The Endangered Species Act (ESA) in the 113th Congress: New and Recurring Issues
The Endangered Species Act (ESA; P.L. 93-205, 16 U.S.C. Â§Â§1531-1543) was enacted to increase protection for, and provide for the recovery of, vanishing wildlife and vegetation. Under ESA, species of plants and animals (both vertebrate and invertebrate) can be listed as endangered or threatened according to assessments of their risk of extinction. Habitat loss is the primary cause for listing species. Once a species is listed, powerful legal tools are available to aid its recovery and protect its habitat. Accordingly, when certain resources are associated with listed species- such as water in arid regions like California, old-growth timber in national forests, or free-flowing rivers-ESA is seen as an obstacle to continued or greater human use of these resources. ESA may also be controversial because dwindling species are usually harbingers of broader ecosystem decline or conflicts. As a result, ESA is considered a primary driver of large-scale ecosystem restoration issues. This report discusses oversight issues and legislation in the 113th Congress that address ESA implementation and management of endangered and threatened species.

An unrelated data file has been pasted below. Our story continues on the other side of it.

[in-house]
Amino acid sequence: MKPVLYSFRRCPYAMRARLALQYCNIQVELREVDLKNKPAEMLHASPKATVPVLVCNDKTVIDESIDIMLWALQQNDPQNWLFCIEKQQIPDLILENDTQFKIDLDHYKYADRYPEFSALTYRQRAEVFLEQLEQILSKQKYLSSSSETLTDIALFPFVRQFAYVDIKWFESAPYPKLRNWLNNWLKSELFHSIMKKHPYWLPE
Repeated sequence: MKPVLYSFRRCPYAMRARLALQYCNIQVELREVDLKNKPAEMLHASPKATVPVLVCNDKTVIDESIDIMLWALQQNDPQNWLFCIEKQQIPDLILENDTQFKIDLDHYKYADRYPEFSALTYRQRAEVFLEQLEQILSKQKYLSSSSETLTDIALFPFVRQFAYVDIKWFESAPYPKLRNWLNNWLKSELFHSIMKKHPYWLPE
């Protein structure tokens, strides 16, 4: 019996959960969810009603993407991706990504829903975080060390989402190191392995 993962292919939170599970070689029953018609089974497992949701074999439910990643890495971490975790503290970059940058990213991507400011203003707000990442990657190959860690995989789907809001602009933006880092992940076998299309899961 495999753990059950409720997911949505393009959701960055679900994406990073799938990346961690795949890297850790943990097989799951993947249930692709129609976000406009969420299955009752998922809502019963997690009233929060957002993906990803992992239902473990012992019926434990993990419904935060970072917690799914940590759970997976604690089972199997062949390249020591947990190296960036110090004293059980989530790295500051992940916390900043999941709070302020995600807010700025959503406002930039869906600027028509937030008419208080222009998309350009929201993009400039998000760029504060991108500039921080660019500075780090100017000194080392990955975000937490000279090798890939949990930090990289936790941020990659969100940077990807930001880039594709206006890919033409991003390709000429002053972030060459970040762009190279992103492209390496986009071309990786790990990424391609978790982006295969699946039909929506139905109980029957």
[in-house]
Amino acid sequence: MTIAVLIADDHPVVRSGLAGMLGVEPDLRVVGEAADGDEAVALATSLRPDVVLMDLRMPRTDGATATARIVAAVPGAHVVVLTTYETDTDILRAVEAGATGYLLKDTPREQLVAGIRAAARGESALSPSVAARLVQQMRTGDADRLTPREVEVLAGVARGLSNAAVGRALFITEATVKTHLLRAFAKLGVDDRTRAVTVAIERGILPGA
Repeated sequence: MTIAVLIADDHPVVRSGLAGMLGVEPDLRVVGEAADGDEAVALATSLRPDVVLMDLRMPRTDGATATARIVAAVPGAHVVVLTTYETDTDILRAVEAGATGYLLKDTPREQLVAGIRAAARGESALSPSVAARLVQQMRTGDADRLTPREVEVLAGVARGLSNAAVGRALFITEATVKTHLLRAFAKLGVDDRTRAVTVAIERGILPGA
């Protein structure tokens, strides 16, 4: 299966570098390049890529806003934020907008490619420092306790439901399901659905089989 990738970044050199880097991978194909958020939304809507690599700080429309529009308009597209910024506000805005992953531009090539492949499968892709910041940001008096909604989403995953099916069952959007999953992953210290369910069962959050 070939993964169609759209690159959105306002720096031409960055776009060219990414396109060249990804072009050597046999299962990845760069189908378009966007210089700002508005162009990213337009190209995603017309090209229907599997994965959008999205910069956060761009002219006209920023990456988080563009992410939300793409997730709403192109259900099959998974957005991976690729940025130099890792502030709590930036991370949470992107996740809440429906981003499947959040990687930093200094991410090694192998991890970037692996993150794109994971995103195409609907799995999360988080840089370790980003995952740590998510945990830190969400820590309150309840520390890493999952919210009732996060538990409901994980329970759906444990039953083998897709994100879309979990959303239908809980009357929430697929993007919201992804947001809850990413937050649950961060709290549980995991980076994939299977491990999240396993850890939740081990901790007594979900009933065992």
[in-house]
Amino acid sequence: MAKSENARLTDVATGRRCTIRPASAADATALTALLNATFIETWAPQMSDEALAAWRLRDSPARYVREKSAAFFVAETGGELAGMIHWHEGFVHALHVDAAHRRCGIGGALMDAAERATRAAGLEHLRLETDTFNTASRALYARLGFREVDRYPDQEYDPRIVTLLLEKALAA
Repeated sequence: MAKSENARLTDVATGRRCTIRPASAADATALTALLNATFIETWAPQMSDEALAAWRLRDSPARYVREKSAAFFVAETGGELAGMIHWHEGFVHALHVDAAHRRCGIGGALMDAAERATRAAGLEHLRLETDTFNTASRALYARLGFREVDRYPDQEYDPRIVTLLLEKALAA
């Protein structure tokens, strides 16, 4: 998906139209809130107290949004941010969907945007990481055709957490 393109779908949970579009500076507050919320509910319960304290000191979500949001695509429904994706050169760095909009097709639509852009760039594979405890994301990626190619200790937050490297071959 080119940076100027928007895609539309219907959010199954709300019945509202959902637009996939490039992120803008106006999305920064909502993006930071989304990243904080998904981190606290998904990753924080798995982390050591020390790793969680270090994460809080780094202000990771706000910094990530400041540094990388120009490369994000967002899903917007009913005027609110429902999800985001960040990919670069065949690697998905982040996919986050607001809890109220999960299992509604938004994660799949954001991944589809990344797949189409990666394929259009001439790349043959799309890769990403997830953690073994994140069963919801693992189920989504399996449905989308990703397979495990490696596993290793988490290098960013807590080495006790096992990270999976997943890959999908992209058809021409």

THE DOCUMENT INCLUDES FOLLOWING FILES:
|#||FILE NAME||Document Date||Order ID:||Number of Pages||PRICE|
|1||R42945.pdf||Feb 01, 2013||R42945||17||$19.95||ADD TO CART|